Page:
Finnish communications, information technology and consumer electronics company Nokia has unveiled plans to acquire Seattle-based Unium, a startup that offers technology for mesh WiFi for home networking services, TechCrunch reports.
Unium’s technology addresses one of the largest drawbacks concerning home WiFi today – how to fill dead spots. Terms of the deal, which is expected to close this March, have not been disclosed.
The technology connects with other carriers through a “plug-and-play” format. It enables one to move around a house or building with thick walls without losing WiFi signals.
Since its establishment in 2002, Unium has raised at least US$57.7 million of capital. It is currently valued at US$62.4 million, according to TechCrunch, citing data from Pitchbook.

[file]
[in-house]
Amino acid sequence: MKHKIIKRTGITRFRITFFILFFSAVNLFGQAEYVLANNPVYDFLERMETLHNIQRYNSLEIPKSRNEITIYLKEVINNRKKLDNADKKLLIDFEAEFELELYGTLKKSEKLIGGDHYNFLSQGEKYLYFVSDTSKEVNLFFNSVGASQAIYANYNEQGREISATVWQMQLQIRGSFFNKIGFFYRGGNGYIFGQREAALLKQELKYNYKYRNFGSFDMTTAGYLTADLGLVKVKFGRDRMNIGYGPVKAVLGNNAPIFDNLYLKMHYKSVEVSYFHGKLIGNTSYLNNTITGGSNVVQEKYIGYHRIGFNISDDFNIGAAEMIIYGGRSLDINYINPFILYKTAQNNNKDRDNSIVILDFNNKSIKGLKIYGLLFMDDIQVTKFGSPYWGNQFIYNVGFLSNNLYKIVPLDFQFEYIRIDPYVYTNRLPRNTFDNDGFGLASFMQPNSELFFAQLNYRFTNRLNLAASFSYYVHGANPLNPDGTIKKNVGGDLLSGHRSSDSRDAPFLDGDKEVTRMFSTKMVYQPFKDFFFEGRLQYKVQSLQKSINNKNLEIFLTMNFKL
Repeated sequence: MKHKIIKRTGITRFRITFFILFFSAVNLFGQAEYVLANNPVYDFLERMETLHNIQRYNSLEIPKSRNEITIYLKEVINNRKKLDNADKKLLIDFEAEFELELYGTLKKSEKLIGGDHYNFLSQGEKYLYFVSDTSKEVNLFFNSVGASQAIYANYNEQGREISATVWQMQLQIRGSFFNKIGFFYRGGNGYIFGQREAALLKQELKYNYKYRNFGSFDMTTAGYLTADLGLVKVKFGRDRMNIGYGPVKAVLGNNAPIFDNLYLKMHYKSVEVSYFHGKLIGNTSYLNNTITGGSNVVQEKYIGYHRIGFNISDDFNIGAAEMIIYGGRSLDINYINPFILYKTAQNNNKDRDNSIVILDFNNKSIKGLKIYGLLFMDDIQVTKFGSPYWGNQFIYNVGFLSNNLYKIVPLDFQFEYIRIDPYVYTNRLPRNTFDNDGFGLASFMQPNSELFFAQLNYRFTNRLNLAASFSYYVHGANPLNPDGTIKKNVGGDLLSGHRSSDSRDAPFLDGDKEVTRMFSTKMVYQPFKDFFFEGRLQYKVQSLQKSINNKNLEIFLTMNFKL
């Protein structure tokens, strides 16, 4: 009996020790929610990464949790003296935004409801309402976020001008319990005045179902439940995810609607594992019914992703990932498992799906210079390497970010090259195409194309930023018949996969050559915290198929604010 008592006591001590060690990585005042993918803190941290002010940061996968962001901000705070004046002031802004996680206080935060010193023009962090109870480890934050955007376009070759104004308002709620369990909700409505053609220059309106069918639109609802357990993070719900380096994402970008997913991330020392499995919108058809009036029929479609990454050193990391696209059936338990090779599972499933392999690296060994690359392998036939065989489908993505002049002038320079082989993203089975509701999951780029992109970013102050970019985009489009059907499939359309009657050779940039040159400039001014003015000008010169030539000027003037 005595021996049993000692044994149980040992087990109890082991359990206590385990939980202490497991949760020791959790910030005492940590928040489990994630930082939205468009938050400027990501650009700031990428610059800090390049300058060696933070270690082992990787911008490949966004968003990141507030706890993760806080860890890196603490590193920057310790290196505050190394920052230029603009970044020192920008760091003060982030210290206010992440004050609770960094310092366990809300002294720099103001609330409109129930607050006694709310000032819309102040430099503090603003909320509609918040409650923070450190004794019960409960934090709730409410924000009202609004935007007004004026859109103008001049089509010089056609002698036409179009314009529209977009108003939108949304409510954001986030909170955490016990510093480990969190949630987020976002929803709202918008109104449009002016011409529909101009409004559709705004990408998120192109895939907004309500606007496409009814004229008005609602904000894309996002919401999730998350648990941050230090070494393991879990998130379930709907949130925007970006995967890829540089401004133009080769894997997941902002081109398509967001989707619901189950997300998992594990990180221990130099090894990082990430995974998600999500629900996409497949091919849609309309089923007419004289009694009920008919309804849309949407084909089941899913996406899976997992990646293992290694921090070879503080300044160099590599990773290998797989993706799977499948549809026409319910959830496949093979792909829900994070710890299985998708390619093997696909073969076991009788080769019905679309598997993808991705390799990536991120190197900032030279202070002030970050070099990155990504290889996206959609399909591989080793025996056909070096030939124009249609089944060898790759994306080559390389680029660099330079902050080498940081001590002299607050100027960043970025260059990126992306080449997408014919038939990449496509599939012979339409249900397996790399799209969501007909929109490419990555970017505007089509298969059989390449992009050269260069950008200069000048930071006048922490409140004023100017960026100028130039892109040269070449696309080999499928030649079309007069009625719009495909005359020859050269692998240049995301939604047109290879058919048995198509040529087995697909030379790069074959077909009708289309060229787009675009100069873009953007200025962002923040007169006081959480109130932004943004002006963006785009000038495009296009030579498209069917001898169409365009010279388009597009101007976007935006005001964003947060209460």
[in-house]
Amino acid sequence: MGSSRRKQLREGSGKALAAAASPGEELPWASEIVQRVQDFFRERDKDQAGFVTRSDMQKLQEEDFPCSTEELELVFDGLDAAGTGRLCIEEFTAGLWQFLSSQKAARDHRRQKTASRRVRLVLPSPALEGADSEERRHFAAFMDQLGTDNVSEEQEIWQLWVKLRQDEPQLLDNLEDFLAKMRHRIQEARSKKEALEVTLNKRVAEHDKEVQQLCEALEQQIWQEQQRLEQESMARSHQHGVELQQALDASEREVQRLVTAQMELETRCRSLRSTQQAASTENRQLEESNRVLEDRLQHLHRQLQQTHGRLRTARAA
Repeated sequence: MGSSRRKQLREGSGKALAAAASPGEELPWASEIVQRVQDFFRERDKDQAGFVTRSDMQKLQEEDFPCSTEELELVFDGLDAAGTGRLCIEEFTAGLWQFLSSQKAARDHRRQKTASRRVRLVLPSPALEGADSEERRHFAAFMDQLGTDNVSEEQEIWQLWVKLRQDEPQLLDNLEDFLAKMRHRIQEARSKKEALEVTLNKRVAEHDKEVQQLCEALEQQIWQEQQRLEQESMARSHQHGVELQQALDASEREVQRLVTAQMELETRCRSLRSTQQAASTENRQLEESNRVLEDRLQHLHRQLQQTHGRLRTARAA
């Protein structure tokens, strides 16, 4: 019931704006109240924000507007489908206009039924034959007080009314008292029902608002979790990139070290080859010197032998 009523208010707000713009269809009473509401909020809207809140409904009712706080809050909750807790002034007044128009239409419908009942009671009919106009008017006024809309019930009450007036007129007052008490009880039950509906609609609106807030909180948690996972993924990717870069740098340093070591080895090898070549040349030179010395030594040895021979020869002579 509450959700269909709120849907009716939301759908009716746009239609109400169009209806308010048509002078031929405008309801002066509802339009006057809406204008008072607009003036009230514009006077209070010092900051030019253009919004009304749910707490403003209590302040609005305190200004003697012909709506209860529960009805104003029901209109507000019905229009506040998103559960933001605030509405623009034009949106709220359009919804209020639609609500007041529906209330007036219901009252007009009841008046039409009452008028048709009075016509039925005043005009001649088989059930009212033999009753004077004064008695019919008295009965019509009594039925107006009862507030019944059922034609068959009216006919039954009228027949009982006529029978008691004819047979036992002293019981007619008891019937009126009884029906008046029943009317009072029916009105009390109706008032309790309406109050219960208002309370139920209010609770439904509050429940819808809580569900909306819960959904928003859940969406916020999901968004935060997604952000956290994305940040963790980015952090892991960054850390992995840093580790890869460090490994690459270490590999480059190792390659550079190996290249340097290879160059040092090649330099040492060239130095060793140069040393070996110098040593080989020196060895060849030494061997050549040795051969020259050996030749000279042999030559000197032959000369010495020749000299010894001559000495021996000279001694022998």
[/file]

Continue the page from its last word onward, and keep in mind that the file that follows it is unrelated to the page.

Previous customers included Google Fiber, which is Alphabet Inc.’s high-speed internet service provider, and the US Department of Defense.
Federico Guillén, president of Nokia’s fixed networks business group, said the home networking market is booming but many problems exist in today’s WiFi solutions, including interference, coverage gaps and capacity issues.
He said with the Unium deal, Nokia expects its WiFi solution to offer unparalleled user experience, surpassing what current standard mesh Wi-Fi solutions can deliver.
In recent years, Nokia has acquired Comptel, a software company specializing in telecommunications; Nakina Systems, a network integrity management solutions provider; and Deepfield, a real-time analytics company for IP network performance management and security.
This article appeared in the Hong Kong Economic Journal on Feb 27
Translation by Jonathan Chong
[Chinese version 中文版]
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